ISIS and Anonymous appear to be going after each other in cyberspace. Collision between two groups whose direction is largely inspiration will be interesting. (While they may rival one another in self-importance, ISIS has a corner on brutality.)
The US Government declines to say officially what's almost universally believed: Chinese intelligence services were responsible for the OPM breach. Other US agencies raise their eyebrows about OPM's request that they help pay for mitigation.
AshleyMadison's corporate parent finds few sympathetic ears willing to listen to characterization of its hack as "cyber terrorism." Crime, probably; terrorism, not so much. See Avast for comment on the breach's implications.
eWeek reports seeing indications that the Hacking Team (which again denies violating any laws) explored the possibility of targeting crypto-currencies.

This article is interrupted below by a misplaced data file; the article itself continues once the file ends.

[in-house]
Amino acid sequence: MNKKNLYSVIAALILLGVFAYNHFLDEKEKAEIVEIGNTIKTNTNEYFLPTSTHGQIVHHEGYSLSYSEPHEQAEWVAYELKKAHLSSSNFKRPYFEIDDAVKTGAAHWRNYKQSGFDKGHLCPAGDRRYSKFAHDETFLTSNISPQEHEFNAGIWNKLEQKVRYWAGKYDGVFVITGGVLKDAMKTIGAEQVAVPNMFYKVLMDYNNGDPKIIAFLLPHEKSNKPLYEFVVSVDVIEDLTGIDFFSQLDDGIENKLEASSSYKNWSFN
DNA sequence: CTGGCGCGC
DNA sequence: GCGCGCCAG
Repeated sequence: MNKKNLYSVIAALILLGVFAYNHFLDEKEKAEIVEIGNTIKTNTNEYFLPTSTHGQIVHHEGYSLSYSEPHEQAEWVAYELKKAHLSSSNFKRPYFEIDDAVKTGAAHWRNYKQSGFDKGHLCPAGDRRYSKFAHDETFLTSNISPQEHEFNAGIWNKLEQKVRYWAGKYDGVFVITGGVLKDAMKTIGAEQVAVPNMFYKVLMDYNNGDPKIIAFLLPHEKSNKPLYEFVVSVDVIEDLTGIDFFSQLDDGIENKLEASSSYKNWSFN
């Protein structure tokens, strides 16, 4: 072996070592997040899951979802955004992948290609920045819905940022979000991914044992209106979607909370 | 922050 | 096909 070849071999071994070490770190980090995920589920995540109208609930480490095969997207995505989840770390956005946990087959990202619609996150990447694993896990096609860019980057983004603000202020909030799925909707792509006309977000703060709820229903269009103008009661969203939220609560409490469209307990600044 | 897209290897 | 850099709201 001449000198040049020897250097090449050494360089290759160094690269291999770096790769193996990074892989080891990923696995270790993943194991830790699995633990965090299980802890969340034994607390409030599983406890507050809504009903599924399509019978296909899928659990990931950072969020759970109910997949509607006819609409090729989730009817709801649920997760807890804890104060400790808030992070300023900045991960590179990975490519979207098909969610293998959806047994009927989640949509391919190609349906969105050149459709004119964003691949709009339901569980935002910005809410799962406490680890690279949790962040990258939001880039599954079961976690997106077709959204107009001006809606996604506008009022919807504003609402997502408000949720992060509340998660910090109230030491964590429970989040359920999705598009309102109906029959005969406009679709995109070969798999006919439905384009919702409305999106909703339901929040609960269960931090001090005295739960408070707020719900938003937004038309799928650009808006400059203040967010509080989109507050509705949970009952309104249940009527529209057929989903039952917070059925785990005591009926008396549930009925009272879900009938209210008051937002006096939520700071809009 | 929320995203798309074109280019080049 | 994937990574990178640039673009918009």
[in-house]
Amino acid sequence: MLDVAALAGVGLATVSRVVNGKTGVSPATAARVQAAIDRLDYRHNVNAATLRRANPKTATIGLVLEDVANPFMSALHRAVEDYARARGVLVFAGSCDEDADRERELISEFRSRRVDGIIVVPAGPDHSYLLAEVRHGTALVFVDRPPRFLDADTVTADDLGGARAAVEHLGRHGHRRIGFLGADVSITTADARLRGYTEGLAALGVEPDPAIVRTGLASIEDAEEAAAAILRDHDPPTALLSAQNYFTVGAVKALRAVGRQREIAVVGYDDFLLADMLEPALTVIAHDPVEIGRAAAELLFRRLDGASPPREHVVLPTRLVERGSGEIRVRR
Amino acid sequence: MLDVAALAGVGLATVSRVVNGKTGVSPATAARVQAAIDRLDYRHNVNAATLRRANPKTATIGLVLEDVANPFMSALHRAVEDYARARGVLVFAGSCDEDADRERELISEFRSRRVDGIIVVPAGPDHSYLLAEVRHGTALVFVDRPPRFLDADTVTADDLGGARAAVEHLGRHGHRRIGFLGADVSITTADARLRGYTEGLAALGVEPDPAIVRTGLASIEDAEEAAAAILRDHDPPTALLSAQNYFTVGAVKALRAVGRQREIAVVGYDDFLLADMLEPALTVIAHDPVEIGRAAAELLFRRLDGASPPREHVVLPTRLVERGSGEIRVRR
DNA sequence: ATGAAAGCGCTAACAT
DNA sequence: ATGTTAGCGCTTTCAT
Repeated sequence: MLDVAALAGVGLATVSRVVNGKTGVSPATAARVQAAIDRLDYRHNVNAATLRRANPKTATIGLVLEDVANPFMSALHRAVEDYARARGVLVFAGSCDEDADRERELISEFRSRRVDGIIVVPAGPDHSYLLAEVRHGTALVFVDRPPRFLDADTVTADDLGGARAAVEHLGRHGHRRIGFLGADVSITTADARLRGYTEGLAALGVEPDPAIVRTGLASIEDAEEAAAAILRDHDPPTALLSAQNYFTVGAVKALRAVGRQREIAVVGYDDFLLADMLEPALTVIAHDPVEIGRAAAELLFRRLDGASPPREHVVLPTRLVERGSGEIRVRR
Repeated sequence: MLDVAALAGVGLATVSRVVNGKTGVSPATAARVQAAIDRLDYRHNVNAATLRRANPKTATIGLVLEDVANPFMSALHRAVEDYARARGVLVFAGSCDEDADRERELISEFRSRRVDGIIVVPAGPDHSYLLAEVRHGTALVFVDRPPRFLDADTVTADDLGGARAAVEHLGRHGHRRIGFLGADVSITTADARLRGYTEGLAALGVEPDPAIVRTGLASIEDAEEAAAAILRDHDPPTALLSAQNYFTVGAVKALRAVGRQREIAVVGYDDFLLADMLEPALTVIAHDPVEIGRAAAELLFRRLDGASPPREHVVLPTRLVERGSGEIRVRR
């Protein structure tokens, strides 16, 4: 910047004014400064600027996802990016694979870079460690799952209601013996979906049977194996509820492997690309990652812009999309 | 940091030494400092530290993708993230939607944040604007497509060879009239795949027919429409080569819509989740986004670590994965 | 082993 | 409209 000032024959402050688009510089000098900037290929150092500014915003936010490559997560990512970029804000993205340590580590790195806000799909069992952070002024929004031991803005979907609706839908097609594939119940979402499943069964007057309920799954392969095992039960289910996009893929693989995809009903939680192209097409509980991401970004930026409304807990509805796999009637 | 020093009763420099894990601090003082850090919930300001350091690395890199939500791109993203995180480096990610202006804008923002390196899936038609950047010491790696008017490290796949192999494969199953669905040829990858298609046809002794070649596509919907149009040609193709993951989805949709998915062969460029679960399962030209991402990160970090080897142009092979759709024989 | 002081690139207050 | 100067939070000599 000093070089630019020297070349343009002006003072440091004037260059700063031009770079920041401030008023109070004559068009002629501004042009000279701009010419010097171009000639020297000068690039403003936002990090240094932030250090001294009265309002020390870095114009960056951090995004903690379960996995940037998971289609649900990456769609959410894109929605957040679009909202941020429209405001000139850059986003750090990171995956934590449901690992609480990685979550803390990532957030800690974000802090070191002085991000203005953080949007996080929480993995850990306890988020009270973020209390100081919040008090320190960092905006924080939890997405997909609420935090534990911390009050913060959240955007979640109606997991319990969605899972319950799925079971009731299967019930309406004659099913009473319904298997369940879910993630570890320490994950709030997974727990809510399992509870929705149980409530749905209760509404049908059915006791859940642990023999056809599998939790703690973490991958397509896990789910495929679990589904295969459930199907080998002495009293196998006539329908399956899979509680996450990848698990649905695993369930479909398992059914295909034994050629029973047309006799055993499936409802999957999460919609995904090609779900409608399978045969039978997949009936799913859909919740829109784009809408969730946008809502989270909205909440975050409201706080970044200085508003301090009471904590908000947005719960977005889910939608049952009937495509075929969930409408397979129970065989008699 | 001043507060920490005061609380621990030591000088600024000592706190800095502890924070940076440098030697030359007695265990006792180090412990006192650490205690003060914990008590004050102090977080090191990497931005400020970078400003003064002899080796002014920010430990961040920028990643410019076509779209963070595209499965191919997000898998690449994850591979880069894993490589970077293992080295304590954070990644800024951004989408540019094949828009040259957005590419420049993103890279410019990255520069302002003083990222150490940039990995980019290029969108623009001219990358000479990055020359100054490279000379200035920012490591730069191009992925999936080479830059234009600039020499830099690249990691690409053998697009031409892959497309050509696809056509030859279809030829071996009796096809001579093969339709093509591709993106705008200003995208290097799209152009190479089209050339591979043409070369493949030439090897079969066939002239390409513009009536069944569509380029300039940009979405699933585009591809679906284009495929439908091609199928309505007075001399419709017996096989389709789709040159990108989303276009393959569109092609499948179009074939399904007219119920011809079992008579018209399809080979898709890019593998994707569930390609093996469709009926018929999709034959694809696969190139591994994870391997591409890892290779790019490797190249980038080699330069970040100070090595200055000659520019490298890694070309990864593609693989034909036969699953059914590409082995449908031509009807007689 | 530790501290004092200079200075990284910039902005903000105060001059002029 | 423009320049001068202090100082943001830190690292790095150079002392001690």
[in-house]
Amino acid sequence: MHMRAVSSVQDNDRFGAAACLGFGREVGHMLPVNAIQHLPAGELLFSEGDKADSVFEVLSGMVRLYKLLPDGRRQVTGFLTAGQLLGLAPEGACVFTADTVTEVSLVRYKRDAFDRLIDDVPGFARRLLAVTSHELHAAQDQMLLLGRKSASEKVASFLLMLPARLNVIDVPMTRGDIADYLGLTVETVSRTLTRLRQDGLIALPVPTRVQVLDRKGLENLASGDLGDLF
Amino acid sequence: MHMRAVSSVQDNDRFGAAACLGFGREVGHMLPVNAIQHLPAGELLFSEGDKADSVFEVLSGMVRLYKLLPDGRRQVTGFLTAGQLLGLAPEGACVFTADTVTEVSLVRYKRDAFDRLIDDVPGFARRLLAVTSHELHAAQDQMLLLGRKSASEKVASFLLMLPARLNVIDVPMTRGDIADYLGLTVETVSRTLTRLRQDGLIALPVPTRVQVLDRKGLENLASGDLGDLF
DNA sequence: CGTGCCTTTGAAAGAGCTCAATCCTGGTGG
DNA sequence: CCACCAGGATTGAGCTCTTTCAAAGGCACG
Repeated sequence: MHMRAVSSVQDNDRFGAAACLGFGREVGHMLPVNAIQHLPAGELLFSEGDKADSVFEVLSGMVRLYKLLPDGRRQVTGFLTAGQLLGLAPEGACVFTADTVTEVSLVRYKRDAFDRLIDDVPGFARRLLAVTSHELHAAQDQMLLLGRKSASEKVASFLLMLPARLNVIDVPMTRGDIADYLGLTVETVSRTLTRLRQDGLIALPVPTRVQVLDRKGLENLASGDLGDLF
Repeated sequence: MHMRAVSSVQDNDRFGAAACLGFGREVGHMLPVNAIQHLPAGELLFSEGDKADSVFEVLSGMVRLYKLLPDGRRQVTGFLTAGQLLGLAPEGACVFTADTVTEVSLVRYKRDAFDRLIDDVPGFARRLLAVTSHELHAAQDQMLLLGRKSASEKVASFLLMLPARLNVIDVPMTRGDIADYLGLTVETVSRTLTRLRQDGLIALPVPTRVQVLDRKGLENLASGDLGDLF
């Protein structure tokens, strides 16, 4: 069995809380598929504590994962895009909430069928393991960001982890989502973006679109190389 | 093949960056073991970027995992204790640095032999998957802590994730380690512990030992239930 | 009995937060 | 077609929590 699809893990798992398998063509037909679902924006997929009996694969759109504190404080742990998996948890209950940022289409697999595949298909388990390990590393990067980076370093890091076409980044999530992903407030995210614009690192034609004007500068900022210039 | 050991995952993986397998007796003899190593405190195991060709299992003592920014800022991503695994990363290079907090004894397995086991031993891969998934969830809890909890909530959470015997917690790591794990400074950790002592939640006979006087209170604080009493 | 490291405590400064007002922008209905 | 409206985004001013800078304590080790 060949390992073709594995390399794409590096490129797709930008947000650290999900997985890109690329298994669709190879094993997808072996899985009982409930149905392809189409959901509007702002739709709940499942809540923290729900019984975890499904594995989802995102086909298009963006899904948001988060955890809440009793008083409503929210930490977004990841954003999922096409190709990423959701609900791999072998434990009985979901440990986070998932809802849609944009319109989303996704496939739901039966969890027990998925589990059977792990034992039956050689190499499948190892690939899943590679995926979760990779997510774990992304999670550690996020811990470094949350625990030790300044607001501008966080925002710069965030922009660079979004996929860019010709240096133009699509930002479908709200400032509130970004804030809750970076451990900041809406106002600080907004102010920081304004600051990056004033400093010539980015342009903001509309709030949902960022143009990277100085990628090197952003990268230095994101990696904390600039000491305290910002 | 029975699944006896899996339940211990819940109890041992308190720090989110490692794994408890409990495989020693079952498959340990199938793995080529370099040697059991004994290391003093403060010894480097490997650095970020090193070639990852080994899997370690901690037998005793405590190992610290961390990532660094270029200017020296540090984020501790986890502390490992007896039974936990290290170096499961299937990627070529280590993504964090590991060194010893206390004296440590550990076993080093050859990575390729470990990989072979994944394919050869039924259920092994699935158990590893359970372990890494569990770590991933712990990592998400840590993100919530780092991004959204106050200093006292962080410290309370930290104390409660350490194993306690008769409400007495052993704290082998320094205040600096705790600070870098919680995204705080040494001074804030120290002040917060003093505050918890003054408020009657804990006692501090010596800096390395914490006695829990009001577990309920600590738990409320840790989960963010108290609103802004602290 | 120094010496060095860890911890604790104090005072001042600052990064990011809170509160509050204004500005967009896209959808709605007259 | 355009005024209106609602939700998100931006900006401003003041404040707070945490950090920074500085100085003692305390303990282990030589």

Those looking for new things to worry about will find researchers' demonstration of how to hack a Jeep Cherokee interesting: a Wired reporter sat through it (literally, in the driver's seat).
Google patches forty-three Chrome vulnerabilities.
Arbor Networks says the average size of denial-of-service attacks is increasing.
Several bits of industry news. LookingGlass acquires Kleissner & Associates (see the CyberWire's interview with LookingGlass CEO Coleman) and Synopsys buys up some of Quotium's assets. Darktrace, Keybase, and WireX all announce new funding.
The US Commerce Department's Wassenaar implementation is widely panned. If you've time to read only one comment, read Google's.
US and Israeli police arrest four in connection with the JPMorgan hack, now seen as criminal, and not the Russian espionage widely perceived last year.